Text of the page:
Thank you for Street Crimes supervisor Kent Perlich for sharing this link with me. This is a very good description of why I am so concerned about about what is going on in Dennis Weestrand’s building
Street prostitutes have a very high rate of drug addiction, which serves as a motivator and makes them vulnerable to pimps and traffickers. Women in massage parlors aren’t usually involved with street drugs, she said, but they’re vulnerable for other reasons. They are transient, often coming here from California or New York. Most don’t speak English well. They live isolated lives, she said, sometimes in the back of the massage parlor, sharing a kitchen.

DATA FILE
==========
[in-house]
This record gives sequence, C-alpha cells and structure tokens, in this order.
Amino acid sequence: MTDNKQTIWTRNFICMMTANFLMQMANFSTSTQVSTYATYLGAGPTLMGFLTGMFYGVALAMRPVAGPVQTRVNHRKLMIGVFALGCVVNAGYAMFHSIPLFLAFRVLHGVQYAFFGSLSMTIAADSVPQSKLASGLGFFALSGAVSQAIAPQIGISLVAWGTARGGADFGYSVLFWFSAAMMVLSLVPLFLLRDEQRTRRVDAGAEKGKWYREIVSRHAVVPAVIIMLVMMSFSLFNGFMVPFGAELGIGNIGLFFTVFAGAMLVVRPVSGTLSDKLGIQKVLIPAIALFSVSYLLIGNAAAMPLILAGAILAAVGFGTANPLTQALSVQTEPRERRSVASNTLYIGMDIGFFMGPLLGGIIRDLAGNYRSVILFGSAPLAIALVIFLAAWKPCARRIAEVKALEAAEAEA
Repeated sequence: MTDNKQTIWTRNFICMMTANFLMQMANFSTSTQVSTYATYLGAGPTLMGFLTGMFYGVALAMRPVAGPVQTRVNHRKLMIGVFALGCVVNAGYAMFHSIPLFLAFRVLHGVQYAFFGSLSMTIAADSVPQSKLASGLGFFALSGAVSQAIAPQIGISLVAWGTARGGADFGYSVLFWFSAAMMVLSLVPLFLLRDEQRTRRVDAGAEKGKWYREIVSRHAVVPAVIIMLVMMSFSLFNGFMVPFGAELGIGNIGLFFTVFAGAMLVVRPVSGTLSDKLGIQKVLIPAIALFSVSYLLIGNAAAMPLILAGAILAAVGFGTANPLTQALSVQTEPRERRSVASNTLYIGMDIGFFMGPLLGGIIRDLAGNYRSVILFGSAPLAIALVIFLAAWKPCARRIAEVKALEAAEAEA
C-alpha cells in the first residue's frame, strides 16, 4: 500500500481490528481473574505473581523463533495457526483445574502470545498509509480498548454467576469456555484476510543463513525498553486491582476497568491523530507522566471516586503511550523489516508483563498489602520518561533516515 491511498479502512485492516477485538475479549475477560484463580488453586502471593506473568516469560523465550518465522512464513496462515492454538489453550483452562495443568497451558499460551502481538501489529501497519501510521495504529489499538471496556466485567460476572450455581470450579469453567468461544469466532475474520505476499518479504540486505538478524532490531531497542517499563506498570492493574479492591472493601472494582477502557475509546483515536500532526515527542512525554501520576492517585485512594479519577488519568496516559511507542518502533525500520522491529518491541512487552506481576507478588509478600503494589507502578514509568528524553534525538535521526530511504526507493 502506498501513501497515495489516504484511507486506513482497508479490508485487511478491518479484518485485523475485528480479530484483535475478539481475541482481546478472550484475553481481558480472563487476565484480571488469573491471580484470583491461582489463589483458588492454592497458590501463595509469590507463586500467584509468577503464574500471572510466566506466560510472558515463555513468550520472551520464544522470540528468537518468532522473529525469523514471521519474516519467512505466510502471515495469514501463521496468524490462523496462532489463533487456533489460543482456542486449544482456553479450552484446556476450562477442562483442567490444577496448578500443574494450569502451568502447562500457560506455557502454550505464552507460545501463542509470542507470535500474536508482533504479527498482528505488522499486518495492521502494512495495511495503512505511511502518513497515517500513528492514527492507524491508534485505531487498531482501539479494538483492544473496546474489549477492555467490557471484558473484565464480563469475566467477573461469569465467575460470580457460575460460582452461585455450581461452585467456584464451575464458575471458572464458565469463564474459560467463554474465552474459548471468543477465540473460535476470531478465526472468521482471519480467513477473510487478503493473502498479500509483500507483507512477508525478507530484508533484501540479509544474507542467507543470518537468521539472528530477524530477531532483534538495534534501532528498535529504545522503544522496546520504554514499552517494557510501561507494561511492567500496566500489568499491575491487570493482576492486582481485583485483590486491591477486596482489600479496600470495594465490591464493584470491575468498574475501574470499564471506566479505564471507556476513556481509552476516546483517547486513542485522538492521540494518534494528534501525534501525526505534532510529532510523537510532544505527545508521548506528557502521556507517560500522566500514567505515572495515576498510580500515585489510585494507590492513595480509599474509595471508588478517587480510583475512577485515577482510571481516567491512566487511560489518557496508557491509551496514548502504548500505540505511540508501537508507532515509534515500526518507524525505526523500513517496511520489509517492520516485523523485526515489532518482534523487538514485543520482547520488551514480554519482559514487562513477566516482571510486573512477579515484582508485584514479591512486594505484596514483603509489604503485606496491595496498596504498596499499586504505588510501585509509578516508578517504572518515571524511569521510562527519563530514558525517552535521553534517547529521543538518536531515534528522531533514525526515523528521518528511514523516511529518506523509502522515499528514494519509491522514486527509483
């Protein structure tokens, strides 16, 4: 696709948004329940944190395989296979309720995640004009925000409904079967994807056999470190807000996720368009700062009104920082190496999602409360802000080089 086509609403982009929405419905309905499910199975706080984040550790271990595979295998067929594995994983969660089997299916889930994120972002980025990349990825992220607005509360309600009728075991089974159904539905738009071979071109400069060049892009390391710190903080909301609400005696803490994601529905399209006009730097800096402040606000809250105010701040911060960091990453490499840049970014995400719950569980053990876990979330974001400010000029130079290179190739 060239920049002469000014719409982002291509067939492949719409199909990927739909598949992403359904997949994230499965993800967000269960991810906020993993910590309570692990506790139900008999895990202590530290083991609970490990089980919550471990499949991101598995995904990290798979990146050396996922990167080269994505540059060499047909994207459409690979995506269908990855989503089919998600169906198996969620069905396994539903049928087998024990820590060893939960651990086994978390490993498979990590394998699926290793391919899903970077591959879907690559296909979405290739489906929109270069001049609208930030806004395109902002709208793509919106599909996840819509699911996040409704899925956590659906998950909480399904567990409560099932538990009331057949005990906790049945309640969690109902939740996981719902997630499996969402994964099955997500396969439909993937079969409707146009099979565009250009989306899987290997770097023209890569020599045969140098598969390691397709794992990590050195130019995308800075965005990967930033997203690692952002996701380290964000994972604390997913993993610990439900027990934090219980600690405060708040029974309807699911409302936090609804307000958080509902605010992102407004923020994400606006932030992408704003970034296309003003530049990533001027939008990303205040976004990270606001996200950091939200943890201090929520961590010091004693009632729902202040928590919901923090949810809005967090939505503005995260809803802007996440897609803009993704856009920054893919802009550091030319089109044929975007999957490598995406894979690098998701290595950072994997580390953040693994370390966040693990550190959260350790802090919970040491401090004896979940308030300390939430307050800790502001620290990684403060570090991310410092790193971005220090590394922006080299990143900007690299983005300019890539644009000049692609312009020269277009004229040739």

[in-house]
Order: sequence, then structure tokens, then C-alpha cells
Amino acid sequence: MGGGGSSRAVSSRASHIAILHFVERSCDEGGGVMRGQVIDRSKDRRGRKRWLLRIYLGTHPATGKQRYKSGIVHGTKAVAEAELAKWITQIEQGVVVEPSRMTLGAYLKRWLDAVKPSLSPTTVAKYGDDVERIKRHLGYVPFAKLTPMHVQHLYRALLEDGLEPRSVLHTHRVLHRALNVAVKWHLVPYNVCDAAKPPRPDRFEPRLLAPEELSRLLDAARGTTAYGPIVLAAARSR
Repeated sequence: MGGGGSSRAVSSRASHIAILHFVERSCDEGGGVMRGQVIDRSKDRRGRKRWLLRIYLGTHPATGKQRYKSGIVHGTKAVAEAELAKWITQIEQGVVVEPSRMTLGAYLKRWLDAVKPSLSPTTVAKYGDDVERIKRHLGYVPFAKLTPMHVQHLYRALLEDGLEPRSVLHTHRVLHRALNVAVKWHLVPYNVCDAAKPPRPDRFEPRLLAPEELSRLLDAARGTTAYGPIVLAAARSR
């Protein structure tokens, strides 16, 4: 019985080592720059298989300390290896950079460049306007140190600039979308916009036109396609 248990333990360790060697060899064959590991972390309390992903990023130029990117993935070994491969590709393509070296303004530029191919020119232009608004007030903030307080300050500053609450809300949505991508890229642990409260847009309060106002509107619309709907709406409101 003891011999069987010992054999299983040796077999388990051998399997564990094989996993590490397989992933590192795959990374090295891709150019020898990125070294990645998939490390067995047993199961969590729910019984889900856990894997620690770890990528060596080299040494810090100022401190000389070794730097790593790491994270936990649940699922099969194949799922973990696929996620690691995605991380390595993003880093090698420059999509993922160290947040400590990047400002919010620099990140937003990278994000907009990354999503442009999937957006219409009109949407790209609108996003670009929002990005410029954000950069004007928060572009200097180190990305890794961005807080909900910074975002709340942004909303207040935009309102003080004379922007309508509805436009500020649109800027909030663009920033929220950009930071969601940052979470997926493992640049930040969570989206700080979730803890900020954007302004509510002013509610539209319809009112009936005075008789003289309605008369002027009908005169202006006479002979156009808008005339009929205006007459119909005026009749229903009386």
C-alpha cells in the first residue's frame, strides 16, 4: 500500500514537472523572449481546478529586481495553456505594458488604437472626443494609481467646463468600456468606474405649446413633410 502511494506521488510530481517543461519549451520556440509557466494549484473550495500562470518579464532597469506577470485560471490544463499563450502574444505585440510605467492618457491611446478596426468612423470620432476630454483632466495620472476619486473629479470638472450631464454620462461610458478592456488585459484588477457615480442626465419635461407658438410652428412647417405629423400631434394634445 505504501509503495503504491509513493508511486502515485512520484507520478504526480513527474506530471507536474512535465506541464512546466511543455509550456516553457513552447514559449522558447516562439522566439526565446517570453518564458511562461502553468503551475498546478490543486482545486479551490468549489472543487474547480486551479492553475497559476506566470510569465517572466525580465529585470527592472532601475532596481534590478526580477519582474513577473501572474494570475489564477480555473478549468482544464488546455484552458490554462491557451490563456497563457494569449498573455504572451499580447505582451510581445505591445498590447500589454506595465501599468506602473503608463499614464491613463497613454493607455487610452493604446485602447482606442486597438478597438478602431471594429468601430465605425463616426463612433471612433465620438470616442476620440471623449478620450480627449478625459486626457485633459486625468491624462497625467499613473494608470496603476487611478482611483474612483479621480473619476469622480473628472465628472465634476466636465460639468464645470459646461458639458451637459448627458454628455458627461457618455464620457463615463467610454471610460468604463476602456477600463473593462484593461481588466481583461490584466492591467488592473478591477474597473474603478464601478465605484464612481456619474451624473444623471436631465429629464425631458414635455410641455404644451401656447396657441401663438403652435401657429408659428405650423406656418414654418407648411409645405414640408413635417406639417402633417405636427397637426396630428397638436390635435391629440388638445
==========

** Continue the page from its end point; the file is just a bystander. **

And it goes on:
In massage parlors, coercion from traffickers happens subtly, Lacey said, but it traps women just the same.
Maybe a trafficker brings a woman from Korea, and tells her she has to work to pay off her debt, her rent and cost of food. Maybe they tell her they know her family back in China, and if she doesn’t do what they say, they’ll tell them she’s a prostitute. They may threaten to harm her family back home.
Prostitution is a crime, but it’s complicated: The “perpetrators” may also be the biggest victims.
It’s not hard for police to find a prostitute, who can be charged with a misdemeanor. But the police really want to find pimps and traffickers, who can be charged with felonies. Those are the arrests that have the most effect. But to convict a trafficker, prostitutes must tell police how they got here and about their living conditions. That’s never easy in a prostitution case, but cultural issues in the massage parlors make it doubly difficult, Lacey said.